Ideas might come directly from character. A lot of writers start with a character and make that character move forward. What that character wants and what gets in the way of that want is what powers the story.
So let’s say you have a little girl, a tomboy, and she’s got a very distinct Southern voice. She lives in a little town. She has a strange neighbor next door.
Now what? Seems a little generic. If the voice of the girl is strong, though, maybe this will help the writer find her way. Let’s say she has a brother and maybe a friend. They have some adventures.
Things begin to happen but if this story is just about the little girl and her friends, it might be good but it won’t be great. A Southern town during the time of segregation and the Depression and a social structure that creates inequality and promotes prejudice though adds another dimension. The setting is another idea of the author and the development of that setting broadens the story. But now we need some kind of inciting event. A black man is accused of raping a white woman. The girl’s father defends the black man.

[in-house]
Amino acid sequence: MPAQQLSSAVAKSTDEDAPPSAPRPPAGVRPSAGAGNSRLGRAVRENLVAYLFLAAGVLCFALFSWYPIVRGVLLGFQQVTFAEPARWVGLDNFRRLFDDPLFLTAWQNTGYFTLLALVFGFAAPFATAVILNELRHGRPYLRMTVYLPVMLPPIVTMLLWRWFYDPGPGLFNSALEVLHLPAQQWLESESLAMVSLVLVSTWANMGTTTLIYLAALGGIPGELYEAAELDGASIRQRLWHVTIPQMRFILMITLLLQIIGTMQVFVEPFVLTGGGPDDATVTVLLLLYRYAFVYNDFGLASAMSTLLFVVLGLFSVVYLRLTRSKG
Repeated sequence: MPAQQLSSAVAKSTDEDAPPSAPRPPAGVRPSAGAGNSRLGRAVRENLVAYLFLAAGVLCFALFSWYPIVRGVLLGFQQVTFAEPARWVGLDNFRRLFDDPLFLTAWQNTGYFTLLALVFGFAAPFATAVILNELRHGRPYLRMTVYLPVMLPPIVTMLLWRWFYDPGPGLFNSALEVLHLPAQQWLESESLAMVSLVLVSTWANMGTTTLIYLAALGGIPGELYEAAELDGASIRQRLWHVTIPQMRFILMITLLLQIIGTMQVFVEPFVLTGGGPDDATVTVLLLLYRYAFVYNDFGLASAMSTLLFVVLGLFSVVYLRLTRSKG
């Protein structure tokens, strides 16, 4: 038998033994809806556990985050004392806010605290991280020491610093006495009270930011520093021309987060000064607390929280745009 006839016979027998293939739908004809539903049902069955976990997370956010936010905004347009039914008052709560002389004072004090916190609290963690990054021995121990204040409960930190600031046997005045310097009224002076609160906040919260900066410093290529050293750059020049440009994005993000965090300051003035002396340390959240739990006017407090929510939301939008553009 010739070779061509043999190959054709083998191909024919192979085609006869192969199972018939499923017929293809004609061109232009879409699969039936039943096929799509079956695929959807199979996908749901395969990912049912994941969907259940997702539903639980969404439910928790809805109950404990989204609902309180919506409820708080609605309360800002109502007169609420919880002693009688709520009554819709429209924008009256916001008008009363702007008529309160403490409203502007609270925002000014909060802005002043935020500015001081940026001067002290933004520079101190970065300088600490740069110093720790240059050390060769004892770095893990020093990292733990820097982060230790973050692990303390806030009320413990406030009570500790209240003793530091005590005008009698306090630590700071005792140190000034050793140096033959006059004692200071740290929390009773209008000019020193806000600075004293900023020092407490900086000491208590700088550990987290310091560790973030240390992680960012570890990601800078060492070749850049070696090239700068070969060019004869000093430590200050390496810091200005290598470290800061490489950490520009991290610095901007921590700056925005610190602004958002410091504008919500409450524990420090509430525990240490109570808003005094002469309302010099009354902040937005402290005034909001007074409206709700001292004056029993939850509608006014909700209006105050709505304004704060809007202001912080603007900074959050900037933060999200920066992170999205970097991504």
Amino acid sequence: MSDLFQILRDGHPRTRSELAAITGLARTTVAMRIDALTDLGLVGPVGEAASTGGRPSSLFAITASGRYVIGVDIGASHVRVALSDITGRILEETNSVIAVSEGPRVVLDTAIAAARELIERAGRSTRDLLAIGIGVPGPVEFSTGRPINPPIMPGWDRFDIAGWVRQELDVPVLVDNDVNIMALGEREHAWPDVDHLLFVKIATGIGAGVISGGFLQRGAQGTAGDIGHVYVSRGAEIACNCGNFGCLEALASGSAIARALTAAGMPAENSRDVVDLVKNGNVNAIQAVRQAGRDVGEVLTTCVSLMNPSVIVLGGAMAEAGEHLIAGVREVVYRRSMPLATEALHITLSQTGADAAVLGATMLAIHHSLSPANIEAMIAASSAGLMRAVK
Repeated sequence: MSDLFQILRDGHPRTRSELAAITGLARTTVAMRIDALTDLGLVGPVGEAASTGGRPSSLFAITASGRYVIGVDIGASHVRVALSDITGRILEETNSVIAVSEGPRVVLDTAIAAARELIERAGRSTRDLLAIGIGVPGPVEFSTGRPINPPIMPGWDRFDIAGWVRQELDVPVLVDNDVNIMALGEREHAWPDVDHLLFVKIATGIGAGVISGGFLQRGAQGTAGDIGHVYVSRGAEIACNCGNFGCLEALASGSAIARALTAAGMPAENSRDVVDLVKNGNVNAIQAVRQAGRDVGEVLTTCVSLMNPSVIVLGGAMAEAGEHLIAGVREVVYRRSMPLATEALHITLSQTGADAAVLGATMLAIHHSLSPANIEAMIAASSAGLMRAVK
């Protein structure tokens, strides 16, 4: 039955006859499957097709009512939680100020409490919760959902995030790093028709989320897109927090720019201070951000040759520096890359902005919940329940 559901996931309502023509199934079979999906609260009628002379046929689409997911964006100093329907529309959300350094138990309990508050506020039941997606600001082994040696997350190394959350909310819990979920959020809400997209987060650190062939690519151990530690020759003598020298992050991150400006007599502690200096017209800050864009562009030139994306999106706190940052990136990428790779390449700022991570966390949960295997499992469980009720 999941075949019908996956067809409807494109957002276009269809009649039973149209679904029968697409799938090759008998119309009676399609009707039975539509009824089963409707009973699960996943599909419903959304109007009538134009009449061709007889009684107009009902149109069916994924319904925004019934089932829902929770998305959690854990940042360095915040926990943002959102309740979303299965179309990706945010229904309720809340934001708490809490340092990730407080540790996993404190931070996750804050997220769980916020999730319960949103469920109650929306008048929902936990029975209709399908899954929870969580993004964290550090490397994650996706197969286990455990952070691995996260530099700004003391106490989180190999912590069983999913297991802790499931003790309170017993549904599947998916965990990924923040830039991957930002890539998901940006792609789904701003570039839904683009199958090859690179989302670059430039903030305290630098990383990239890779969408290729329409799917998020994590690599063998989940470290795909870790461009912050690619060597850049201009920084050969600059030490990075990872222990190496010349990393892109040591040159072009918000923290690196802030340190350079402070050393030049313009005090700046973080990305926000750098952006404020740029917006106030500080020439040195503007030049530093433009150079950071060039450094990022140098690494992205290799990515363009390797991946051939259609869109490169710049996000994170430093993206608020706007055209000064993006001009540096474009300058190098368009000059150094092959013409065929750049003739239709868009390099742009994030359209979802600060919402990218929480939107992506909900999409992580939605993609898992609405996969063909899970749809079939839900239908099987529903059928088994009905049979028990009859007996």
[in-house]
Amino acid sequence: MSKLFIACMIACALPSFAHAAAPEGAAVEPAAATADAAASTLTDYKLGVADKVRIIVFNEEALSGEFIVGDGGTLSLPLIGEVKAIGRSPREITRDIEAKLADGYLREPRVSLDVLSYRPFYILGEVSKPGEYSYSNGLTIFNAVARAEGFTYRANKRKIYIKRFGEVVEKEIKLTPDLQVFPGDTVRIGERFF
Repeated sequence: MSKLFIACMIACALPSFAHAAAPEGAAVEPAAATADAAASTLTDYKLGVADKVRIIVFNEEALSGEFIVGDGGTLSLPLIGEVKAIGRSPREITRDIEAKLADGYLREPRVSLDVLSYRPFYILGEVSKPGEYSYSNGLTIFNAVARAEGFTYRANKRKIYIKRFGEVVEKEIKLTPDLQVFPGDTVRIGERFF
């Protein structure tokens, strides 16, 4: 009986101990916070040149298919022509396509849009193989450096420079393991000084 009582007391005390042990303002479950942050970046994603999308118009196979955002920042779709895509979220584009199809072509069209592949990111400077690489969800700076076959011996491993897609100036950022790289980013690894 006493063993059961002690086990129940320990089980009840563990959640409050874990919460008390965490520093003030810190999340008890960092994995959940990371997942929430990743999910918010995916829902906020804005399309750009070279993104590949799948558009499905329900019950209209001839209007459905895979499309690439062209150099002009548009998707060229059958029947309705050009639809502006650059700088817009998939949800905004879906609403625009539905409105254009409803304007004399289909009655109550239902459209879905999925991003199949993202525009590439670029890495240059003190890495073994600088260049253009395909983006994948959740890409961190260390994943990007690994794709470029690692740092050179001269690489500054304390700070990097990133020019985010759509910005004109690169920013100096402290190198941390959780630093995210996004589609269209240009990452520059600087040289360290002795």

I don’t really know how Harper Lee began her story, but somehow many, many ideas bloomed in what could have been the simple story of a girl growing up in a small town. Harper Lee found her way to this larger story situation and then was able to write it so vividly she created a great novel.